Tags: Trump Administration | trump | infrastructure | release

Trump Rolls Out Plan for More Public Works Spending, Faster Approvals

Image: Trump Rolls Out Plan for More Public Works Spending, Faster Approvals
Workers fix a sewer main below the sidewalk in Mid City New Orleans, Wednesday, Jan. 31, 2018. (Gerald Herbert/AP)

Monday, 12 February 2018 10:48 AM

President Donald Trump Monday released his long-awaited proposal to upgrade roads, airports and other public works, kicking off what will likely be a tough sell in Congress with Democrats saying the plan falls short and Republicans wary of another big spending measure.

Many of the main points of the plan have been known for weeks. The 53-page document details how Trump plans to stimulate at least $1.5 trillion in new investment, shorten project permitting time to two years, invest in rural projects and improve worker training.

"For too long, lawmakers have invested in infrastructure inefficiently, ignored critical needs, and allowed it to deteriorate,"Trump said in a note to Congress introducing the plan. "It is time to give Americans the working, modern infrastructure they deserve."

The plan’s premise is that the U.S. would spend $200 billion to spur states, localities and the private sector to raise the $1.3 trillion balance. Since the federal government owns very little infrastructure, the Trump plan aims to create local revenue streams for investment and focus on permit streamlining.

The White House said it isn’t including specific projects, such as the $30 billion Gateway proposal that includes a new rail tunnel connecting New York City and New Jersey, although such initiatives could be eligible for funding under the plan.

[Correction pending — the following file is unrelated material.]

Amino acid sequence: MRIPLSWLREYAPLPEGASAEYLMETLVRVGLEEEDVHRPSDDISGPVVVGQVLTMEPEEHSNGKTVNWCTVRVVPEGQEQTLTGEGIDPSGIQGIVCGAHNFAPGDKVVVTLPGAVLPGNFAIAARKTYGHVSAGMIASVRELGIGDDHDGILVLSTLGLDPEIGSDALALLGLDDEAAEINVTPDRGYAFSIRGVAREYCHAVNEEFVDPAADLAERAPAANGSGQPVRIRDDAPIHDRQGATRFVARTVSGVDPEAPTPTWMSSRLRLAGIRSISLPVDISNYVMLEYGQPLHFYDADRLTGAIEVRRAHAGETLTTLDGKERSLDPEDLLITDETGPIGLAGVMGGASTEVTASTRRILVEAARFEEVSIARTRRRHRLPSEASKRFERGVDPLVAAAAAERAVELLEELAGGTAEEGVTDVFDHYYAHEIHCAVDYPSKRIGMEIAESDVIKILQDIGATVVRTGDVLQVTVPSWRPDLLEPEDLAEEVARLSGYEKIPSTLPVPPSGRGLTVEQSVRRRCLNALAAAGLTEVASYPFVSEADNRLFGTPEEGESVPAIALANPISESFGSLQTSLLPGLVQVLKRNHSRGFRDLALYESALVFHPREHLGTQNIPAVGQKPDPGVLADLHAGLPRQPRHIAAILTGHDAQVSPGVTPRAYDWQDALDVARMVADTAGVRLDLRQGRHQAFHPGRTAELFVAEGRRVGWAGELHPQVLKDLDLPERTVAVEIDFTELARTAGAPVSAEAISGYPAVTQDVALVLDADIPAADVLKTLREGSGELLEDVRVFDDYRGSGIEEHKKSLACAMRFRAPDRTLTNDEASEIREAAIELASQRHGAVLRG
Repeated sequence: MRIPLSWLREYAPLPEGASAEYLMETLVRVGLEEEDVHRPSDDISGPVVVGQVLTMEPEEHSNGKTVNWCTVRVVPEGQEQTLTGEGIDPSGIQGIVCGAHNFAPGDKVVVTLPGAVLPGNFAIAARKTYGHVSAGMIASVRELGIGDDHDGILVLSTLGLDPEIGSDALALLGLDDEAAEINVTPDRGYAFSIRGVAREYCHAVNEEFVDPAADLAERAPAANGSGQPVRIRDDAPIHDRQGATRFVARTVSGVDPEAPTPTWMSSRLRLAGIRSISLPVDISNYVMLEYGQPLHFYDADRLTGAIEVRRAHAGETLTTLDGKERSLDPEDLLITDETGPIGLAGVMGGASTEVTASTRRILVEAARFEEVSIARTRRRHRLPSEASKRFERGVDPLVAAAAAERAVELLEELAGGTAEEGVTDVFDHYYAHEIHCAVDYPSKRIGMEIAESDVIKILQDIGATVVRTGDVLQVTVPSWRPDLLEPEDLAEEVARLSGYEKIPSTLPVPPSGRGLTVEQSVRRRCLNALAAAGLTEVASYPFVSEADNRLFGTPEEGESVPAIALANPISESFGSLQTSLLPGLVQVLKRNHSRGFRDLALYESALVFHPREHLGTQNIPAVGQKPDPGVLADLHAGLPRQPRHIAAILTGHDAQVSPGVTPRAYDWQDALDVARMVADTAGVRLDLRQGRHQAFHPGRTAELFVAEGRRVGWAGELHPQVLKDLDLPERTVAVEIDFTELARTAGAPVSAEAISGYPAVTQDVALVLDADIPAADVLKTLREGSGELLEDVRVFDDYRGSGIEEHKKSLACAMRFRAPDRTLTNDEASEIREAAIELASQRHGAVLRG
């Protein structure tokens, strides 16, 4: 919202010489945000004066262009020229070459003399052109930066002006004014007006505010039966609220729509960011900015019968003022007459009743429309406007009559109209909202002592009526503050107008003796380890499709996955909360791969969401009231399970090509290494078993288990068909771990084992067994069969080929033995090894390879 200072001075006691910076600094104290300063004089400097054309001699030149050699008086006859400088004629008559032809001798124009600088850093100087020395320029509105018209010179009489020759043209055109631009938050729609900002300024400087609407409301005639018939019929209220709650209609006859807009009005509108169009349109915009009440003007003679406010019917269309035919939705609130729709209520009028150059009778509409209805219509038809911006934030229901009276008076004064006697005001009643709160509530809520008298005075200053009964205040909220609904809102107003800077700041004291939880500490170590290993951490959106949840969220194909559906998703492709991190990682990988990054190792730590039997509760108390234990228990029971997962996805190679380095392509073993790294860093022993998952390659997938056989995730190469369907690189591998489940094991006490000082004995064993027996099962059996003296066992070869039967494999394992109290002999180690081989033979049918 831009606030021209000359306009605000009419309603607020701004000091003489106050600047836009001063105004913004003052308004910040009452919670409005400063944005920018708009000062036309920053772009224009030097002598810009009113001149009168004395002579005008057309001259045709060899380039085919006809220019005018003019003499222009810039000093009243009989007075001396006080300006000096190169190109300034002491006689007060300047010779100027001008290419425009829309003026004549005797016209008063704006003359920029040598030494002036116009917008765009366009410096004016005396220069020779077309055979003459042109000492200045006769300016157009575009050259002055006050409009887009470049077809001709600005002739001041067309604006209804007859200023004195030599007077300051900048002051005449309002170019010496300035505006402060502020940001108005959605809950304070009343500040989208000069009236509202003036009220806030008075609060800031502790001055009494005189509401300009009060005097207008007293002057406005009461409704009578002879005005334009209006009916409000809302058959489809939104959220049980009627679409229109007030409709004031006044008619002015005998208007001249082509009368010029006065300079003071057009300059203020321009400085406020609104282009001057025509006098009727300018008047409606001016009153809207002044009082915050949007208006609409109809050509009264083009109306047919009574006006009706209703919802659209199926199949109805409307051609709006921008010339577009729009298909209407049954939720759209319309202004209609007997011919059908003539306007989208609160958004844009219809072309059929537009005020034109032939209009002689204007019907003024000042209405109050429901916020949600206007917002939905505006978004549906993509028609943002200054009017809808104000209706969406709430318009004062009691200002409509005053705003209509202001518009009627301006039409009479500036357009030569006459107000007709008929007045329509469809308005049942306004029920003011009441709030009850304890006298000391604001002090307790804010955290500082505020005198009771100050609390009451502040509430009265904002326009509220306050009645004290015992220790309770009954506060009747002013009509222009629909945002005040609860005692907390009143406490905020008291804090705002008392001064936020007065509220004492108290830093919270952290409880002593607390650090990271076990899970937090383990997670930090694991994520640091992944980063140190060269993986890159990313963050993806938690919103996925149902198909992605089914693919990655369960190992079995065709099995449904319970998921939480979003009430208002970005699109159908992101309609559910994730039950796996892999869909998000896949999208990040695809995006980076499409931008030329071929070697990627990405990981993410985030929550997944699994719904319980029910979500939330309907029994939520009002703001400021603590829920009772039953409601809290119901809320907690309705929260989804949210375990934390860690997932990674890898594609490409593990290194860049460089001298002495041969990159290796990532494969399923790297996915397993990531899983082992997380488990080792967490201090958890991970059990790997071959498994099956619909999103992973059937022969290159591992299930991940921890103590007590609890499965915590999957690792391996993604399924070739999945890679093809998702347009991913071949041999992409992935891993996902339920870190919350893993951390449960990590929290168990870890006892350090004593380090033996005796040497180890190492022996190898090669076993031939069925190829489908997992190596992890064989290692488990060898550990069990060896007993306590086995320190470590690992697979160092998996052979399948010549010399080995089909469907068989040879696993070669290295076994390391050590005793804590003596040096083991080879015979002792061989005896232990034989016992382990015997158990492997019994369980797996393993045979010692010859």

Grant Competition

The plan allocates $100 billion for a grant competition with preference given to applicants that raise revenue such as taxes, fees or tolls. It includes $20 billion to boost federal lending programs and private-activity bonds used to attract private investment. There would also be $50 billion in block grants to governors to choose rural projects, $20 billion for “transformational” projects and $10 billion for a capital financing fund for federal infrastructure.

The White House said it wants to offset the $200 billion in the 2019 budget, which is also being released Monday, with spending cuts elsewhere -- including from some transit and transportation funds the administration doesn’t think have been spent effectively. But Trump is open to new sources of funding, a senior White House official has said.

“This will be a big week for Infrastructure,” Trump tweeted this morning ahead of the plan’s release. “After so stupidly spending $7 trillion in the Middle East, it is now time to start investing in OUR Country!”

There are big questions about whether Trump can get his plan approved this year. He’ll need Democrats to pass a bill in the Senate and many have already blasted the proposal as “fake,” saying it doesn’t include anywhere near the amount of federal investment required to meet U.S. needs.

The proposal also comes on the heels of a $1.5 trillion tax cut and a $300 billion spending measure signed by the president last week that will add to the federal budget deficit. Republicans have been wary of another big spending measure, especially with mid-term elections approaching in November.

The administration sees its plan as an opening bid in a negotiation with lawmakers and will be flexible on the ways to meet the objectives, a senior White House official has told reporters. There are at least six committees in the House and five in the Senate that will consider elements of the plan, White House officials have said.

Trump ran for president on the promise of a $1 trillion infrastructure fix and pledged a plan in his first 100 days in office, but the initiative was delayed as the White House and Congress pursued overhauling health care and the tax code.

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Politics
President Donald Trump Monday released his long-awaited proposal to upgrade roads, airports and other public works, kicking off what will likely be a tough sell in Congress with Democrats saying the plan falls short and Republicans wary of another big spending measure.
trump, infrastructure, release
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2018-48-12
Monday, 12 February 2018 10:48 AM
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